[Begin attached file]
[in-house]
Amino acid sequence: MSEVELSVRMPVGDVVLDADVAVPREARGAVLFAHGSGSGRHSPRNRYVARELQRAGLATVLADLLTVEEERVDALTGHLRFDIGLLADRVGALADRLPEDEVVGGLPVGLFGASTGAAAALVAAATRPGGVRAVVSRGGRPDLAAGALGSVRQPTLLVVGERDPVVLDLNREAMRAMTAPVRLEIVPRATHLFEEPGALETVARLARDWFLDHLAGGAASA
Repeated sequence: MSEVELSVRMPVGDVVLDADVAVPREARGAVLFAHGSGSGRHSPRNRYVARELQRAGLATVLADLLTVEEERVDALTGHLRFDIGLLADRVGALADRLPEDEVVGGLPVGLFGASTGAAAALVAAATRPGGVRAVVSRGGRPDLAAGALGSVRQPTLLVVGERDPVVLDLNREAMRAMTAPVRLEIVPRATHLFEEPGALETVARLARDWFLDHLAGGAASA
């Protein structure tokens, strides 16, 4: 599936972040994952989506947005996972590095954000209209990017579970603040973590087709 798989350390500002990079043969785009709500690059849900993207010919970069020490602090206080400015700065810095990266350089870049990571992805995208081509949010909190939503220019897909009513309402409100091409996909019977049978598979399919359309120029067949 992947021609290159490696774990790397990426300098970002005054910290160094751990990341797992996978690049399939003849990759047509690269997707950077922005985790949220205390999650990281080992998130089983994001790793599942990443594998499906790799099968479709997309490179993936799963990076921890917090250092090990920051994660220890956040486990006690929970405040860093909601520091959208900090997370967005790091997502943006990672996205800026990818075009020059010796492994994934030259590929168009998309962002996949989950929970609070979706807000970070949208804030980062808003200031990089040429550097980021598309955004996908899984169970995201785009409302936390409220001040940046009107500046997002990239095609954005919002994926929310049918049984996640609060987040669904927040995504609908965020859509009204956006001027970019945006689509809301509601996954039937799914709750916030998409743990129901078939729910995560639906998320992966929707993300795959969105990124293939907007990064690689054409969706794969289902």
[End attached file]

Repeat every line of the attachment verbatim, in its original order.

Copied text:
[in-house]
Amino acid sequence: MSEVELSVRMPVGDVVLDADVAVPREARGAVLFAHGSGSGRHSPRNRYVARELQRAGLATVLADLLTVEEERVDALTGHLRFDIGLLADRVGALADRLPEDEVVGGLPVGLFGASTGAAAALVAAATRPGGVRAVVSRGGRPDLAAGALGSVRQPTLLVVGERDPVVLDLNREAMRAMTAPVRLEIVPRATHLFEEPGALETVARLARDWFLDHLAGGAASA
Repeated sequence: MSEVELSVRMPVGDVVLDADVAVPREARGAVLFAHGSGSGRHSPRNRYVARELQRAGLATVLADLLTVEEERVDALTGHLRFDIGLLADRVGALADRLPEDEVVGGLPVGLFGASTGAAAALVAAATRPGGVRAVVSRGGRPDLAAGALGSVRQPTLLVVGERDPVVLDLNREAMRAMTAPVRLEIVPRATHLFEEPGALETVARLARDWFLDHLAGGAASA
């Protein structure tokens, strides 16, 4: 599936972040994952989506947005996972590095954000209209990017579970603040973590087709 798989350390500002990079043969785009709500690059849900993207010919970069020490602090206080400015700065810095990266350089870049990571992805995208081509949010909190939503220019897909009513309402409100091409996909019977049978598979399919359309120029067949 992947021609290159490696774990790397990426300098970002005054910290160094751990990341797992996978690049399939003849990759047509690269997707950077922005985790949220205390999650990281080992998130089983994001790793599942990443594998499906790799099968479709997309490179993936799963990076921890917090250092090990920051994660220890956040486990006690929970405040860093909601520091959208900090997370967005790091997502943006990672996205800026990818075009020059010796492994994934030259590929168009998309962002996949989950929970609070979706807000970070949208804030980062808003200031990089040429550097980021598309955004996908899984169970995201785009409302936390409220001040940046009107500046997002990239095609954005919002994926929310049918049984996640609060987040669904927040995504609908965020859509009204956006001027970019945006689509809301509601996954039937799914709750916030998409743990129901078939729910995560639906998320992966929707993300795959969105990124293939907007990064690689054409969706794969289902």